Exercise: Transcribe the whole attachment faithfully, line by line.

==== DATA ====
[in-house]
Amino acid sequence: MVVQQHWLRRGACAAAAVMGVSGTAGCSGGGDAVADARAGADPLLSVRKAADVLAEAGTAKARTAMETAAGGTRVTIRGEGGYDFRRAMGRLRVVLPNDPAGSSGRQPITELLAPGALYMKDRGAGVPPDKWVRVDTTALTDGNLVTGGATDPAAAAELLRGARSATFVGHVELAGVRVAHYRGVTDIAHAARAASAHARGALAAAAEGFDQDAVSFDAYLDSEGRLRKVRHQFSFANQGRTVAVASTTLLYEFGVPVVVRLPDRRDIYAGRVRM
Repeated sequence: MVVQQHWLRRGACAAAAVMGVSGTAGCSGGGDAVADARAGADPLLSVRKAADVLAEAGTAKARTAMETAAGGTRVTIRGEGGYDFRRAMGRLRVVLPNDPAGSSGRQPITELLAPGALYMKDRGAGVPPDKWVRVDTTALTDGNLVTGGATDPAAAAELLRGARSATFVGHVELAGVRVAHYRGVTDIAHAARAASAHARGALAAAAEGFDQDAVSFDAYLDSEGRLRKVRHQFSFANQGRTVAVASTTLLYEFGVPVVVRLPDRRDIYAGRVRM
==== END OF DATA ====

[in-house]
Amino acid sequence: MVVQQHWLRRGACAAAAVMGVSGTAGCSGGGDAVADARAGADPLLSVRKAADVLAEAGTAKARTAMETAAGGTRVTIRGEGGYDFRRAMGRLRVVLPNDPAGSSGRQPITELLAPGALYMKDRGAGVPPDKWVRVDTTALTDGNLVTGGATDPAAAAELLRGARSATFVGHVELAGVRVAHYRGVTDIAHAARAASAHARGALAAAAEGFDQDAVSFDAYLDSEGRLRKVRHQFSFANQGRTVAVASTTLLYEFGVPVVVRLPDRRDIYAGRVRM
Repeated sequence: MVVQQHWLRRGACAAAAVMGVSGTAGCSGGGDAVADARAGADPLLSVRKAADVLAEAGTAKARTAMETAAGGTRVTIRGEGGYDFRRAMGRLRVVLPNDPAGSSGRQPITELLAPGALYMKDRGAGVPPDKWVRVDTTALTDGNLVTGGATDPAAAAELLRGARSATFVGHVELAGVRVAHYRGVTDIAHAARAASAHARGALAAAAEGFDQDAVSFDAYLDSEGRLRKVRHQFSFANQGRTVAVASTTLLYEFGVPVVVRLPDRRDIYAGRVRM